Teachers will have a good sense of how each child is performing from their day-to-day teaching, but summative assessment can provide independent evidence of attainment to school leaders, parents and the children themselves. The information from such assessment can also challenge assumptions and preconceptions and offer more nuanced information about how a child is doing, potentially highlighting ‘blind spots’ or gaps in knowledge.

How can attainment be checked?

Regular attainment checks throughout the year, for example at the end of a unit of work or on a half-termly basis, can be carried out using a range of assessment resources. These can include tests and tasks created within the school or published materials. The main advantage of using assessments developed by teachers is that they are written specifically to reflect what has been taught over the period for which attainment is being monitored. This approach, however, is time consuming and is not something that everyone feels confident in doing, or has the experience to do effectively.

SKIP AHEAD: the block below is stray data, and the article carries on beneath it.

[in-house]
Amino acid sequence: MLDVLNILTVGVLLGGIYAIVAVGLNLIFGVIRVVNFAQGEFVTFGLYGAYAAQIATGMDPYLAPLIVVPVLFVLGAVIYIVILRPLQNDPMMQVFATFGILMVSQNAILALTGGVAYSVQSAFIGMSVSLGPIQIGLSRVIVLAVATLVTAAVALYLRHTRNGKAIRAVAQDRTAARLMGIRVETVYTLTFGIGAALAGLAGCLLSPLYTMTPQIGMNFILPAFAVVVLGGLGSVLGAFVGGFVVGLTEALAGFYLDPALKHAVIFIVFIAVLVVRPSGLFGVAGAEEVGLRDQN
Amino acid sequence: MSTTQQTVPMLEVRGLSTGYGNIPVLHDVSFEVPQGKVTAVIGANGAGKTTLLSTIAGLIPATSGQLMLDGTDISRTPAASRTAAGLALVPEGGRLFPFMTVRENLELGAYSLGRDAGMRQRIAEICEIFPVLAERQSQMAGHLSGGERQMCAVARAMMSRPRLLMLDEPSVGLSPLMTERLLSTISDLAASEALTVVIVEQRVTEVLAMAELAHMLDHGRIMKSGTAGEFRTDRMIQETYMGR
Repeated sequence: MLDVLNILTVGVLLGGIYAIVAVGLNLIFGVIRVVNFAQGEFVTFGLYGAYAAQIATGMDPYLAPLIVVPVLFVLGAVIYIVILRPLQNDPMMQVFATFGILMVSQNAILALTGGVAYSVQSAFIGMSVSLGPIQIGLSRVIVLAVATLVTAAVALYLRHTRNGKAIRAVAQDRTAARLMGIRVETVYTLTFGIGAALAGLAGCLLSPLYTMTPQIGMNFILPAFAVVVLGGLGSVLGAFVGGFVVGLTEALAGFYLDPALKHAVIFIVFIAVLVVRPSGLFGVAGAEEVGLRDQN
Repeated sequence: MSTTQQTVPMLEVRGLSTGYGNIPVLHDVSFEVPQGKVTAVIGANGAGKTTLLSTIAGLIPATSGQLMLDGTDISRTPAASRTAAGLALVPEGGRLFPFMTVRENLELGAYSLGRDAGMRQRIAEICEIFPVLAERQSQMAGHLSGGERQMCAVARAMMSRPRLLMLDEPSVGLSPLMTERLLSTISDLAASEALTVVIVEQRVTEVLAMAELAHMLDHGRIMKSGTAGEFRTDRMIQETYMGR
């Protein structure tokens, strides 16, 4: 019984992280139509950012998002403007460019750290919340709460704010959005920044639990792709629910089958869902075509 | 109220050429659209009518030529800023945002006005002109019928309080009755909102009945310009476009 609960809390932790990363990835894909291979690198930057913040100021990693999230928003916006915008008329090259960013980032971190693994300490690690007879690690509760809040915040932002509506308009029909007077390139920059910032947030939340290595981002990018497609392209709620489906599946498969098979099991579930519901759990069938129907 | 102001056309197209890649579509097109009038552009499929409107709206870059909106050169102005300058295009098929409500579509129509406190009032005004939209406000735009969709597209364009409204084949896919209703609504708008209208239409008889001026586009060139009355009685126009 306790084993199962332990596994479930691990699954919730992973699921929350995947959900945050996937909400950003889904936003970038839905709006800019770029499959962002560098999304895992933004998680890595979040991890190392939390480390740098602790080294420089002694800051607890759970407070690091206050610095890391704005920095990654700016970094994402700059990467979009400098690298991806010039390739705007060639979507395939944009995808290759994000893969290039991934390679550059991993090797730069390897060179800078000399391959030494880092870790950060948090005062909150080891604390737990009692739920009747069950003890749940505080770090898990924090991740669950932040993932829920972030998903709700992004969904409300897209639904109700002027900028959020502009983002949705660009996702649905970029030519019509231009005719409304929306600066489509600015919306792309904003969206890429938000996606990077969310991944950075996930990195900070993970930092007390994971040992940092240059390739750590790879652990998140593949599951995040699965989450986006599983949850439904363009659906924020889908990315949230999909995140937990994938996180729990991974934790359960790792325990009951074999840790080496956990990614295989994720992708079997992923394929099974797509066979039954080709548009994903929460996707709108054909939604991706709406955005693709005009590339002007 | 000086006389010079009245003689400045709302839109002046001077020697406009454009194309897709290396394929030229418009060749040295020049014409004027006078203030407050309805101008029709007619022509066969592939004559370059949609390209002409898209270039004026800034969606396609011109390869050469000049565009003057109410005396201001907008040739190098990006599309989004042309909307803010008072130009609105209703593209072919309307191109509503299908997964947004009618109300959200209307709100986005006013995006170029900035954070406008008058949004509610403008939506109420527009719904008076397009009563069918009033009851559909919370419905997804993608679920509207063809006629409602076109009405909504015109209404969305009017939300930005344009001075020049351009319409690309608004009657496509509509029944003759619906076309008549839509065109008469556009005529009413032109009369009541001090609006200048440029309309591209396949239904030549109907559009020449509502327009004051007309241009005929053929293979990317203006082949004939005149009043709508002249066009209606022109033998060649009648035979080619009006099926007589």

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Curriculum

Embedding Writing Skills in History

Stuart Tiffany and Bev Forrest discuss how to build on core writing skills and encourage reluctant writers with imaginative and engaging history lessons.

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Curriculum

Grasping grammar terminology ahead of the national tests

We’ve extracted the used terminology from 2016’s test papers from our Implications for Teaching: Grammar, Punctuation and Spelling report to help you identify the correct grammar terminology your children should be learning and identifying in the tests.
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Curriculum

Maths: the big ideas

The beauty of maths lies in the interconnectedness of ideas and concepts yet this concept of relationships is often lacking in children who struggle with maths.  Mike Askew, Professor of Education at Monash University, Melbourne, has written about what he calls the big ideas of maths.  These help connect different areas of mathematical understanding, yet are small enough to understand in their own right.